What is the Trust over IP Foundation?

The Trust over IP Foundation is an independent project hosted at Linux Foundation to enable the trustworthy exchange and verification of data between any two parties on the Internet.

What is the Foundation’s mission?

To provide a robust, common standard that gives people and businesses the confidence that data is coming from a trusted source, allowing them to connect, interact and innovate at a speed and scale not possible today.

Who belongs to the Foundation?

The ToIP Foundation is being developed with global, pan-industry support from leading organizations with sector-specific expertise.  For a full list of Member organizations, please click here.

What challenge does it answer?

Businesses today are struggling to protect and manage digital assets and data, especially in an increasingly complex enterprise environment that includes the Internet of Things (IoT), Edge Computing, Artificial Intelligence and much more. This is compounding the already low consumer confidence in the use of personal data and is slowing innovation on opportunities like digital identity and the adoption of new services that can support our daily, hyper-connected lives.

Without a global standard for how to ensure digital trust between any two peers—just like the Internet’s TCP/IP standards ensures a network connection between any two peers—these trends are bound to continue. The ToIP Foundation will use the new W3C Verifiable Credentials and Decentralized Identifiers (DID) standards to leverage interoperable digital wallets and credentials to address these challenges and enable consumers, businesses and governments to better manage risk, improve digital trust and protect all forms of identity online.

Which privacy acts does the ToIP stack comply with?

The ToIP stack has incorporated Privacy by Design from the ground up. This means that it can be used to implement solutions compliant with all major global data protection regulations, including the EU General Data Protection Regulation (GDPR), the Canadian Personal Information Protection and Electronic Documents Act (PIPEDA), or the California Consumer Privacy Act (CCPA). It can also be used to meet strict privacy and security protection regulations such as the U.S. Health Insurance Portability and Accountability Act (HIPAA).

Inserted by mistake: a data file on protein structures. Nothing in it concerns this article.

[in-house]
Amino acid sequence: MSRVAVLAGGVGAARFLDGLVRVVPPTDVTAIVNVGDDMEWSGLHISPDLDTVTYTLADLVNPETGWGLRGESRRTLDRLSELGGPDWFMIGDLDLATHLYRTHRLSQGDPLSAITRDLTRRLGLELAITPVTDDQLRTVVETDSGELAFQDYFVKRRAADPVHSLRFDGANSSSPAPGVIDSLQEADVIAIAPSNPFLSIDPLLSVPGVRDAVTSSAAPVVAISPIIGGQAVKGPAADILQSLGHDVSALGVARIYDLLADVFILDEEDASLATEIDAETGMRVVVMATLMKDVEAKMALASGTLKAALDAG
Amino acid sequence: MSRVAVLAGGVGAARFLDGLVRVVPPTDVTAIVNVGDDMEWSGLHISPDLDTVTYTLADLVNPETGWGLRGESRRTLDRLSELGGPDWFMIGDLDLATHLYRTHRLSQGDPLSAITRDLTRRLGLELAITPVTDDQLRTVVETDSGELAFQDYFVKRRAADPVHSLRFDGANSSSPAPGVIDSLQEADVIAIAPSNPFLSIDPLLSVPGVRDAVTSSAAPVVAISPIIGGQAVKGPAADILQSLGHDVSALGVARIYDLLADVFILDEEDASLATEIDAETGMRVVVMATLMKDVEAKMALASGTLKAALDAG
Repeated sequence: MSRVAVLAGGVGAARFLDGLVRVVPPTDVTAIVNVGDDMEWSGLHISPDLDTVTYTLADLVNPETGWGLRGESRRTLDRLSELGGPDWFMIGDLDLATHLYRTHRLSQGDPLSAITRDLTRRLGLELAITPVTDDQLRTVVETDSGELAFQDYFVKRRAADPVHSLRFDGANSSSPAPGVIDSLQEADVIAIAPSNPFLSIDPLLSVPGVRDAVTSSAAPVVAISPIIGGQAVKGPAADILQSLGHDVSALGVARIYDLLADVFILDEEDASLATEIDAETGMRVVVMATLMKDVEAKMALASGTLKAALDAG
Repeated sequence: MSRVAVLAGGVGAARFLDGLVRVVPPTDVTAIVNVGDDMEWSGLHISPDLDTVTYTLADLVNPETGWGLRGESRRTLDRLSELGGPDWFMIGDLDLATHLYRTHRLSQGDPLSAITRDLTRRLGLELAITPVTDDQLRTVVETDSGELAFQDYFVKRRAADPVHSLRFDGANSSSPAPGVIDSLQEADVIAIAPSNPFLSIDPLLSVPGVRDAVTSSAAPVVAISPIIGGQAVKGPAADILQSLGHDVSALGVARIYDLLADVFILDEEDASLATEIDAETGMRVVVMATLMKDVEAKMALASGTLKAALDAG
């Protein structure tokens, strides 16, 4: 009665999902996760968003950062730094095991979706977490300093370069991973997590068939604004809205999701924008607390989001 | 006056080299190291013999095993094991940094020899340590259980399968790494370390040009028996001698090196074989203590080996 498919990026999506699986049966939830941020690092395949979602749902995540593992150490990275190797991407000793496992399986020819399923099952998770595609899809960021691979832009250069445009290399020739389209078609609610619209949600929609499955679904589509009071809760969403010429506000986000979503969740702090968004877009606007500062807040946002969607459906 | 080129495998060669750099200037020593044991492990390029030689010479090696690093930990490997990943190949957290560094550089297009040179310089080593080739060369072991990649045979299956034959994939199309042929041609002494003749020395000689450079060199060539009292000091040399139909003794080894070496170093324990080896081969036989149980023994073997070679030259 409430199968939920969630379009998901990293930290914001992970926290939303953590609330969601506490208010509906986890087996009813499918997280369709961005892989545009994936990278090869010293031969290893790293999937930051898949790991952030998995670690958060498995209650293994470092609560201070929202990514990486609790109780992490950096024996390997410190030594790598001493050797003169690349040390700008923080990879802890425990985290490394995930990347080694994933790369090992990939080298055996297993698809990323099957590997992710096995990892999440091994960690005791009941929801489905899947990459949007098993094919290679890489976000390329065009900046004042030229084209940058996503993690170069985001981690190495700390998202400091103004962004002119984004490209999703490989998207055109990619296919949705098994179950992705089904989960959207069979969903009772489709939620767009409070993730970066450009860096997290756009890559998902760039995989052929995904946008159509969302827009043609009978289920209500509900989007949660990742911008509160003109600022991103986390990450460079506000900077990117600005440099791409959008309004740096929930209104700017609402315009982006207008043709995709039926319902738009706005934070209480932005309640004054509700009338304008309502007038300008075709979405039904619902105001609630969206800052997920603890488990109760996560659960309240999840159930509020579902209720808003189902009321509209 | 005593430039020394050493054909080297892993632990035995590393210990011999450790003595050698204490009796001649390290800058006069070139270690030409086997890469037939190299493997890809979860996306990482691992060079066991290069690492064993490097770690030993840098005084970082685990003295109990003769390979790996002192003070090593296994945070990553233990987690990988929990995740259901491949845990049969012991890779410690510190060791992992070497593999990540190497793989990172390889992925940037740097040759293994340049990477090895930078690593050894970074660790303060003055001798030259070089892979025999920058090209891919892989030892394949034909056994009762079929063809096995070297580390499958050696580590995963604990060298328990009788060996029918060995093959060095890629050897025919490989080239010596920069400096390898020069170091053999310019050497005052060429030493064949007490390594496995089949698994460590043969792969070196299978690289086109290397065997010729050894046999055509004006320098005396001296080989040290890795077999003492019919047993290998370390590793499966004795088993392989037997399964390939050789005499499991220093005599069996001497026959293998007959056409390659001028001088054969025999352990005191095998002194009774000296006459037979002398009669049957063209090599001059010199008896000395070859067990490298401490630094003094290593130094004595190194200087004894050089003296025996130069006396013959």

What will be the impact on consumers, business and governments?

The Internet seeded innovations in a way no one could have predicted. The result is a far more connected and convenient world. But the clear compromise has been privacy. And while most consumers today acknowledge they’re willing to trade some privacy for convenience, they’re increasingly uncomfortable with the personal information they have littered across the web. With the global political landscape increasingly volatile and security breaches on the rise, people are becoming more anxious about how their personal information is shared. Businesses and governments understand there are technologies today that could help improve trust and deliver new and better services to consumers and to the public, but these issues demand a collective response. No one can do it alone.

By adding a layer of trust to all digital interactions, we can reduce exposure to fraud and privacy issues breaches. Business-to-business (B2B) partnerships, private-government/public relationships, global standards and specifications are the way to get us there. That means sharing expertise, defining standards and specifications and playing a leading role in securing trust in the digital landscape.

Is this the only effort like this?

The ToIP Foundation is the only project defining a full stack for digital trust infrastructure that includes both technical interoperability of blockchains, digital wallets and digital credentials AND policy interoperability of the governance frameworks needed for these solutions to meet the business, legal and social requirements of different jurisdictions and industries around the world.

The ToIP stack will reference open standards for specific components at specific layers, such as the W3C standards for Verifiable Credentials and Decentralized Identifiers (DIDs). It will also reference ToIP stack components being defined by working groups at DIF, Hyperledger, the W3C Credentials Community Group, and other open source and open standard projects worldwide.

Do you have to be a dues-paying member of the Foundation to contribute to the Foundation’s Working Groups?

No, anyone can become a Contributor member and contribute to the Working Groups of the Foundation without any funding requirement.

What is the intellectual property licensing structure for the Foundation?

Contributions to the Foundation’s working group are made under the CC-BY-4.0 license for copyrights and under the Joint Development Foundation’s “W3C Mode” for patents.  Source code contributions to the Working Groups will be under the Apache-2.0 license.

What is the ToIP Stack?

Trust over IP defines an Internet-scale solution for creating and maintaining trusted relationships between any two peers on the Internet: people, organizations and connected things.

The unique “dual stack” design—combining the ToIP Governance Stack for human trust and the ToIP Technology Stack for technical trust —is a complete architecture for Internet-scale digital trust because it combines both cryptographic trust at the machine layer and human trust at the business, legal, and social layers.

This enables the ToIP stack to address key problems experienced by every enterprise engaged in digital communications and commerce today: password fatigue, form fatigue, customer onboarding, KYC, secure messaging, data portability, business process automation, privacy management, supply chain provenance, GDPR compliance—almost everything a Chief Security Officer, Chief Privacy Officer, and Chief Compliance Officer are looking for.